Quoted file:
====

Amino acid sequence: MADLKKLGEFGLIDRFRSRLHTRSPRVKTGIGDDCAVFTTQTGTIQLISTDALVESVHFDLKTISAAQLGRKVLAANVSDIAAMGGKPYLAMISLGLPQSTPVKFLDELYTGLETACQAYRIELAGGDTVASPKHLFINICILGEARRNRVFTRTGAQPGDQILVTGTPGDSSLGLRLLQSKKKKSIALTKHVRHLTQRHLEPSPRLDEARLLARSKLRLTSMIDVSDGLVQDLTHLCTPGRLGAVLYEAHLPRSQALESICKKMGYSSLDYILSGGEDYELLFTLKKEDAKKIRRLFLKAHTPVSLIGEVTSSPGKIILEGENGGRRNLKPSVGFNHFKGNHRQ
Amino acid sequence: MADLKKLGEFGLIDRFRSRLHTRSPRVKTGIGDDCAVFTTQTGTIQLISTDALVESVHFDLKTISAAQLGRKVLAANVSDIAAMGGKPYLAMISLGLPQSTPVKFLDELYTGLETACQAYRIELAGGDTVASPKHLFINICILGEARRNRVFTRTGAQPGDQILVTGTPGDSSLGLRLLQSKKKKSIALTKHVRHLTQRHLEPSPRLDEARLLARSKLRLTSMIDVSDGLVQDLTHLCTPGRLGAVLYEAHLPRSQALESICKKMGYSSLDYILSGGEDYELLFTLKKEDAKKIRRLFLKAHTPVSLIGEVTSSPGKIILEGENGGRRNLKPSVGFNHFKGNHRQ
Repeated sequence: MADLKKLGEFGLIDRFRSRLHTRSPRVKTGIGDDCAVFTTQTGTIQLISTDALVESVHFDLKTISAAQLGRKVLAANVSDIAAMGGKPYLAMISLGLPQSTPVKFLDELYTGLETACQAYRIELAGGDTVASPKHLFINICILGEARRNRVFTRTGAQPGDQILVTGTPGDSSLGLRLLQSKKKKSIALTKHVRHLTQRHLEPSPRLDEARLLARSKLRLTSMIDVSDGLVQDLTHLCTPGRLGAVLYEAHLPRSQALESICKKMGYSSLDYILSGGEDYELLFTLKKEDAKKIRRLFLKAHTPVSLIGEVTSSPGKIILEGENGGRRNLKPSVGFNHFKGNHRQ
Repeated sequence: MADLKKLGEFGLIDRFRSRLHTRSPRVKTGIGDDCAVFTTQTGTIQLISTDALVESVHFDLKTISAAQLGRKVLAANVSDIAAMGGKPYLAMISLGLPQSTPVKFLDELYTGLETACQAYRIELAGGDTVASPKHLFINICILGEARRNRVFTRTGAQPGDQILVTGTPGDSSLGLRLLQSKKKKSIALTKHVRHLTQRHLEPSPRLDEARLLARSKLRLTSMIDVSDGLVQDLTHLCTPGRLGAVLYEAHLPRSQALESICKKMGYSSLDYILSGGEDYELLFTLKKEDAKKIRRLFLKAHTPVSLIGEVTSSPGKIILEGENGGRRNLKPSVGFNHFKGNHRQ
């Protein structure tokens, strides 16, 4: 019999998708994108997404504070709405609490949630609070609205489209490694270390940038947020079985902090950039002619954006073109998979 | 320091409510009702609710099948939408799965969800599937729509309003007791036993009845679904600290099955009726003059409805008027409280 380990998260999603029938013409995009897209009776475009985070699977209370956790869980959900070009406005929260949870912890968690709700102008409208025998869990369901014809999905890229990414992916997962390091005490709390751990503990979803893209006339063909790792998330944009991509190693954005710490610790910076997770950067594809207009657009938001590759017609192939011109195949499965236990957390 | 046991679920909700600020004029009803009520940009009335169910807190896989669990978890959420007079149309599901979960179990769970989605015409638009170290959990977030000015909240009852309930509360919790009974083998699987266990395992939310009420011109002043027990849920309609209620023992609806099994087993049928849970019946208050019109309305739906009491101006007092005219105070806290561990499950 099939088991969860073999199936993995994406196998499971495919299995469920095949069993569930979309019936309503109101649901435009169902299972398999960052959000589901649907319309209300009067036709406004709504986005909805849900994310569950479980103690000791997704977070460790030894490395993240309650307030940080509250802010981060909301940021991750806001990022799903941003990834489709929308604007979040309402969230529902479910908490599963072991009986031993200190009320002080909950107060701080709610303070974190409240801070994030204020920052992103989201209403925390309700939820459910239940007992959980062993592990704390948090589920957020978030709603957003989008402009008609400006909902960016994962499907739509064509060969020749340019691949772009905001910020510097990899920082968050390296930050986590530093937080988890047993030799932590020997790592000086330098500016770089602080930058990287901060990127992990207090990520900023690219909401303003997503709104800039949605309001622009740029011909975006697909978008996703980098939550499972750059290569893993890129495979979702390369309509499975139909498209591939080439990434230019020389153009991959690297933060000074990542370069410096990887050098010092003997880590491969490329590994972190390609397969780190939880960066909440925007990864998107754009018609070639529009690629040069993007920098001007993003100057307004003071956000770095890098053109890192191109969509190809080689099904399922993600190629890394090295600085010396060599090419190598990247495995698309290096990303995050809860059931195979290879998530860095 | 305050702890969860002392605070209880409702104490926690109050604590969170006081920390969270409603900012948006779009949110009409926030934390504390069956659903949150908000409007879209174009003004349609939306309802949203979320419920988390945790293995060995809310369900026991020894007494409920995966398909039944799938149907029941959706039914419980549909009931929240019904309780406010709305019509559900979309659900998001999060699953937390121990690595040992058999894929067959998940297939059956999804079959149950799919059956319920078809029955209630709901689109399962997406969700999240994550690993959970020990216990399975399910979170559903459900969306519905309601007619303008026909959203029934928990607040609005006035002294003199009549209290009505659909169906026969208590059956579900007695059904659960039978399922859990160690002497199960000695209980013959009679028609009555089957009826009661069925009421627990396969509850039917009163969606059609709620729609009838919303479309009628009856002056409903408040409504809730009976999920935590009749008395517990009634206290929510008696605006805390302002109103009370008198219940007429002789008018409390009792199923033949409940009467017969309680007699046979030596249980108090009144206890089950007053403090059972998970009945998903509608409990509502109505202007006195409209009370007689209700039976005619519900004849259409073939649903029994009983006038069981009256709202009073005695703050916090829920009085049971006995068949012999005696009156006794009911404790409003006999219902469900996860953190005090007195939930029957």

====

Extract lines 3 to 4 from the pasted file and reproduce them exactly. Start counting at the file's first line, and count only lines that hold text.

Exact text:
Repeated sequence: MADLKKLGEFGLIDRFRSRLHTRSPRVKTGIGDDCAVFTTQTGTIQLISTDALVESVHFDLKTISAAQLGRKVLAANVSDIAAMGGKPYLAMISLGLPQSTPVKFLDELYTGLETACQAYRIELAGGDTVASPKHLFINICILGEARRNRVFTRTGAQPGDQILVTGTPGDSSLGLRLLQSKKKKSIALTKHVRHLTQRHLEPSPRLDEARLLARSKLRLTSMIDVSDGLVQDLTHLCTPGRLGAVLYEAHLPRSQALESICKKMGYSSLDYILSGGEDYELLFTLKKEDAKKIRRLFLKAHTPVSLIGEVTSSPGKIILEGENGGRRNLKPSVGFNHFKGNHRQ
Repeated sequence: MADLKKLGEFGLIDRFRSRLHTRSPRVKTGIGDDCAVFTTQTGTIQLISTDALVESVHFDLKTISAAQLGRKVLAANVSDIAAMGGKPYLAMISLGLPQSTPVKFLDELYTGLETACQAYRIELAGGDTVASPKHLFINICILGEARRNRVFTRTGAQPGDQILVTGTPGDSSLGLRLLQSKKKKSIALTKHVRHLTQRHLEPSPRLDEARLLARSKLRLTSMIDVSDGLVQDLTHLCTPGRLGAVLYEAHLPRSQALESICKKMGYSSLDYILSGGEDYELLFTLKKEDAKKIRRLFLKAHTPVSLIGEVTSSPGKIILEGENGGRRNLKPSVGFNHFKGNHRQ